For its 30th incarnation in the city parks, the Chicago Blues Festival is looking to its roots. Themed "Rollin' Up the River," the 2013 blues fest casts an eye at the music's origins in the Mississippi delta -- and the great migration that brought so many of its pioneer musicians north to the Chicago clubs.
Friday morning, veteran guitarist Robert Walker will emcee a panel discussion about the Mississippi Blues Trail -- the stretch of Southern road known as "the blues highway" -- featuring Allison Washington, representative of the trail from the Mississippi Development Authority; writer and producer Jim O'Neal; and "Highway 61" radio host Scott Barretta. Let 'em school you at 11:30 a.m. Friday on the festival's Mississippi Juke Joint Stage in Grant Park.
Beyond that, the fest features the usual hours and hours of free music over four days on stages throughout Millennium Park tonight -- where Chicago's formidable Shemekia Copeland performs with fawned-over teenage guitarist Quinn Sullivan -- and Grant Park on Friday through Sunday.
Here's a half dozen best-bet events you'll want to wander by this weekend ...
CHICAGO BLUES FESTIVAL
• 11:30 a.m.-9:30 p.m. June 7-9
• Grant Park
• (312) 742-7649; chicagobluesfestival.us
Bobby Rush and His Blues Band
The hyphenator of folk-funk, Bobby Rush (pictured above) released one of his best albums earlier this year. Titled "Down in Louisiana," its retro approach is not only fitting with this year's festival theme, its stripped-down style is also a refreshing frame for Rush's considerable instrumental skill. Here's a guy who's spent decades drawing from down in the bayou to inject swampy funk into Chicago's more sophisticated urban blues. Hearing him back up toward the other end of the scale is invigorating, and his headlining show oughta be great fun.
8:30 p.m. Friday @ the Petrillo Music Shell
The Chicago Women in the Blues Festival
One of the hottest blues events Friday night isn't officially part of the festival itself but kind of an encore of an event from the 2011 fest. It's the Chicago Women in the Blues Festival -- one gig featuring a "bevy of blues-belting bombshells," including Peaches Staten, Holle Thee Maxwell, Demetria Taylor, Vanessa Davis, Liz Mandeville, Dia Madden, Donna Herula, Ramblin Rose, Tracee Adams, Alex Lund and Ellen Miller, hosted by Joan Gand with her band Blue Road. That's a helluva showcase of Chicago bluesy X-chromosomes, and Peaches Staten is worth the trip all by her own self.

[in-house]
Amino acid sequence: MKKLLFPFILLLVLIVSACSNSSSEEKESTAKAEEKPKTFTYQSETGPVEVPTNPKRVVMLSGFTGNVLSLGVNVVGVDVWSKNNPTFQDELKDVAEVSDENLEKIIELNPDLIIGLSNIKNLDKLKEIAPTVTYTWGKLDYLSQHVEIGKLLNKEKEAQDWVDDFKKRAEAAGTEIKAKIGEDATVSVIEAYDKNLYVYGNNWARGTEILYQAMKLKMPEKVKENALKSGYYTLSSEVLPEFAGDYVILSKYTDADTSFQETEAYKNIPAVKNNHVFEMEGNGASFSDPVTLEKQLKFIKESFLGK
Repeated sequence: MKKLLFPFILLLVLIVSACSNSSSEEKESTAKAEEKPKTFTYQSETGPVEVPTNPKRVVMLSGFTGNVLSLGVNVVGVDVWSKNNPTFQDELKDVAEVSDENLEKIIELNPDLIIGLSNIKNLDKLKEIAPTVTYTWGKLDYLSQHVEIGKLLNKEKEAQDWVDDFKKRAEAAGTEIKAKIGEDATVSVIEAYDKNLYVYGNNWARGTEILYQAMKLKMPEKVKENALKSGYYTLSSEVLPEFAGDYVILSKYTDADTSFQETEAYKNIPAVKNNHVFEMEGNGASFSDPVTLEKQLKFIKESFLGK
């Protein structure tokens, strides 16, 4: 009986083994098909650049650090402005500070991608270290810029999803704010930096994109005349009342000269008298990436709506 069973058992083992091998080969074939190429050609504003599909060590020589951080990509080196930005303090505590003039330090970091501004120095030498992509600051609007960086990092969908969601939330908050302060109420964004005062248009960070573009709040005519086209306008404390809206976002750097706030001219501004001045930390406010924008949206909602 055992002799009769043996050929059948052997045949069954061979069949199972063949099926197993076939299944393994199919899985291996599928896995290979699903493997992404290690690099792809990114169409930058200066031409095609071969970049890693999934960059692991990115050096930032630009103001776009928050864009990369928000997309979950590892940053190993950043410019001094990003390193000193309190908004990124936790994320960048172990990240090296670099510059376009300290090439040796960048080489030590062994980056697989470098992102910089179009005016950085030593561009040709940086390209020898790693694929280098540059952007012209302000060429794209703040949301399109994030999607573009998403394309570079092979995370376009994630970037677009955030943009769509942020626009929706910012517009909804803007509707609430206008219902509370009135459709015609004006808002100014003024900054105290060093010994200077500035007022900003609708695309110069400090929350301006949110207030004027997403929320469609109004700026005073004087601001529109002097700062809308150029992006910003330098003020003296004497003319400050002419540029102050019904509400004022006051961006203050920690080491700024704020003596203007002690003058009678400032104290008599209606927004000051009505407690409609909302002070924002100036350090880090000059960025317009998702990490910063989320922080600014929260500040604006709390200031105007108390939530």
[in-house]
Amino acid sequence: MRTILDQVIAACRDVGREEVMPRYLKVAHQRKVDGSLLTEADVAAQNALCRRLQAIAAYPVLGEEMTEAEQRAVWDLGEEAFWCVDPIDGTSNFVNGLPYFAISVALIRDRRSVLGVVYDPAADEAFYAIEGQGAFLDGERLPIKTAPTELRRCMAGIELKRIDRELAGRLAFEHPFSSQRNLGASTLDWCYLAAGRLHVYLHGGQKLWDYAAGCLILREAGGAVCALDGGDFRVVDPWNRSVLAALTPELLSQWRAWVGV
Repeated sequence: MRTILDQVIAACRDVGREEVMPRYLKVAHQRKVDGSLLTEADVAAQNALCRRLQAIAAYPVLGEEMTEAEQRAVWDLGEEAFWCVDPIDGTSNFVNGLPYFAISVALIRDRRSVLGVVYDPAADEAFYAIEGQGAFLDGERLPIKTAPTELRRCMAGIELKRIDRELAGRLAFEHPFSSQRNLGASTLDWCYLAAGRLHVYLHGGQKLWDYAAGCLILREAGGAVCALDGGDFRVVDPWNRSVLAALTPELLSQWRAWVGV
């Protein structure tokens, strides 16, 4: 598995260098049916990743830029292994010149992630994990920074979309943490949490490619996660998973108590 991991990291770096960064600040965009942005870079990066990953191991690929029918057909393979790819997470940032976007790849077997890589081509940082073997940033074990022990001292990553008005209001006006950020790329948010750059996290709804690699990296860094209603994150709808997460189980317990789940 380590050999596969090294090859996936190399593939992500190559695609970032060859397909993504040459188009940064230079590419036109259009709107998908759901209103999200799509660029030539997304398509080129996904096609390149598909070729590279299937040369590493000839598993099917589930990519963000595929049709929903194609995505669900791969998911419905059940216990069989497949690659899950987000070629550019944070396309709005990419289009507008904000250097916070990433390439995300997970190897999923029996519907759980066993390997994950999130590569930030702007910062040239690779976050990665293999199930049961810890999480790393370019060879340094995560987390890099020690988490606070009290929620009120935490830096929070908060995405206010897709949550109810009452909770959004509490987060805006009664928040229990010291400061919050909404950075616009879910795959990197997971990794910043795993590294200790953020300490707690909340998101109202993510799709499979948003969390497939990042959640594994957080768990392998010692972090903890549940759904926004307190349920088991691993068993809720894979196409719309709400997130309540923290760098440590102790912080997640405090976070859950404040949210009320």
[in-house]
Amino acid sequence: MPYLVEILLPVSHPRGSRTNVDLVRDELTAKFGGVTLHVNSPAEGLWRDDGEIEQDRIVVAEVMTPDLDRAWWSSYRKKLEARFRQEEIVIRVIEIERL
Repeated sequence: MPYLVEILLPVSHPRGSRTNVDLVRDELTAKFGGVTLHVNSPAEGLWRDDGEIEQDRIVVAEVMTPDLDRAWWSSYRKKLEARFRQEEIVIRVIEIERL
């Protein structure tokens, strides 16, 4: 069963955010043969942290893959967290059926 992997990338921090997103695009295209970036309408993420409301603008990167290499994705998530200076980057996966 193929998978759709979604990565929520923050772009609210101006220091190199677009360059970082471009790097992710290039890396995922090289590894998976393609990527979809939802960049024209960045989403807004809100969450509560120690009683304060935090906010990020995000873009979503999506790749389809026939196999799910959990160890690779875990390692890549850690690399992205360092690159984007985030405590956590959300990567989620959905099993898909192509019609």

8 p.m. to midnight @ Reggie's, 2105 S. State St. Tickets: $10 advance, $15 at the door, or take a shuttle bus (Maxwell and others will be on board) from the festival for $25 including admission (a portion of the proceeds benefits the Koko Taylor Foundation). (312) 949-0120; reggieslive.com or chicagoblueswoman.com
The Memphis Soul Revue
At the head of the Mississippi delta is the complicated culture of Memphis, the smith shop where so much early blues music was hammered out. By the 1960s and '70s, though, that sound was gathering grooves, and Memphis again shaped its own sizzling brand of soul. Saturday night's top slot features the great Bar-Kays ("Soul Finger," "Son of Shaft"), a band reborn from the survivors of Otis Redding's plane crash and one of the more aggressive and lively soul groups. Topping things off: singers Eddie Floyd ("Knock on Wood") and Sir Mack Rice ("Mustang Sally") making guest appearances.
8:10 p.m. Saturday @ the Petrillo Music Shell
Tribute to Howlin' Wolf
The blues fest is usually anchored by several tribute concerts to past or veteran blues greats, and the one to see this year is the Howlin' Wolf jam led by Eddie Shaw. Howlin' Wolf was a formidable harp player, but saxophone honcho Shaw is no "Back Door Man" to honking out the blues. With a similar style and a resume that includes stints with Muddy Waters and work on "The London Howlin' Wolf Sessions," Shaw is just the man to lead this celebration.
5:30-7:45 p.m. Saturday @ the Mississippi Juke Joint Stage
Lurrie Bell's Chicago Blues Band
Last year, late in his life and career, Lurrie Bell (son of harp master Carey Bell) made the record he was born to make: "The Devil Ain't Got No Music." The Chicago guitarist focuses on acoustic for a salvation-and-sin cocktail made all the more haunting by spare production from fellow bluesman Matthew Skoller. It's a spiritual, searching and superb revival of a great talent, and it'll make for a fine afternoon set.
1 p.m. Sunday @ the Pepsi Front Porch Stage
Chicago Blues: Old School, New Millennium
I rarely recommend these precious young-and-old revue lineups, but with this genre and at this festival the trope should produce more than a few sparks. Mixing up iconic legends with young bucks on one bill, the fest's final show features James Cotton, Demetria Taylor, John Primer, Matt Skoller, Billy Branch, Billy Flynn, Eddy "The Chief" Clearwater, Johnny Iguana, Lil' Ed, Felton Crews, Deitra Farr and Kenny "Beedyeyes" Smith. The reason to come is the harmonica players -- if Branch and the mighty Cotton are huffing on stage at the same time, local tornado sirens may blow.
8 p.m. Sunday @ the Petrillo Music Shell